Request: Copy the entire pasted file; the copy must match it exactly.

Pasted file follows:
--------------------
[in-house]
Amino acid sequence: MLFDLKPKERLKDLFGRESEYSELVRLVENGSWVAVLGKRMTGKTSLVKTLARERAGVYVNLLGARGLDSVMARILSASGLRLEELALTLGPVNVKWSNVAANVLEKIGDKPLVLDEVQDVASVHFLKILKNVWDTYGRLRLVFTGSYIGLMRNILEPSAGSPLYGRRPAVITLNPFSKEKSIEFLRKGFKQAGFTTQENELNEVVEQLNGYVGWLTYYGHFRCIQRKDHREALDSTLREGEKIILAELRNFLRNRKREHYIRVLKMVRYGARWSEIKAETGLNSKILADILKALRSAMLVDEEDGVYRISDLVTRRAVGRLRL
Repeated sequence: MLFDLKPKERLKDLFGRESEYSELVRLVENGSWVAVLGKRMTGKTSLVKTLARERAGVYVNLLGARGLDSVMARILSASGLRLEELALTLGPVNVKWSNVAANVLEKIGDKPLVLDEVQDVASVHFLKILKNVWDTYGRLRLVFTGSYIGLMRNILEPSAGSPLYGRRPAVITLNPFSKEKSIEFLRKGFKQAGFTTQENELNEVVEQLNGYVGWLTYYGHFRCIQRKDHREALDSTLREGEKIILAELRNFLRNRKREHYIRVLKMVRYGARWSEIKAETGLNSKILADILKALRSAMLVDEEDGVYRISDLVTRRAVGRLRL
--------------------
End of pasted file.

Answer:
[in-house]
Amino acid sequence: MLFDLKPKERLKDLFGRESEYSELVRLVENGSWVAVLGKRMTGKTSLVKTLARERAGVYVNLLGARGLDSVMARILSASGLRLEELALTLGPVNVKWSNVAANVLEKIGDKPLVLDEVQDVASVHFLKILKNVWDTYGRLRLVFTGSYIGLMRNILEPSAGSPLYGRRPAVITLNPFSKEKSIEFLRKGFKQAGFTTQENELNEVVEQLNGYVGWLTYYGHFRCIQRKDHREALDSTLREGEKIILAELRNFLRNRKREHYIRVLKMVRYGARWSEIKAETGLNSKILADILKALRSAMLVDEEDGVYRISDLVTRRAVGRLRL
Repeated sequence: MLFDLKPKERLKDLFGRESEYSELVRLVENGSWVAVLGKRMTGKTSLVKTLARERAGVYVNLLGARGLDSVMARILSASGLRLEELALTLGPVNVKWSNVAANVLEKIGDKPLVLDEVQDVASVHFLKILKNVWDTYGRLRLVFTGSYIGLMRNILEPSAGSPLYGRRPAVITLNPFSKEKSIEFLRKGFKQAGFTTQENELNEVVEQLNGYVGWLTYYGHFRCIQRKDHREALDSTLREGEKIILAELRNFLRNRKREHYIRVLKMVRYGARWSEIKAETGLNSKILADILKALRSAMLVDEEDGVYRISDLVTRRAVGRLRL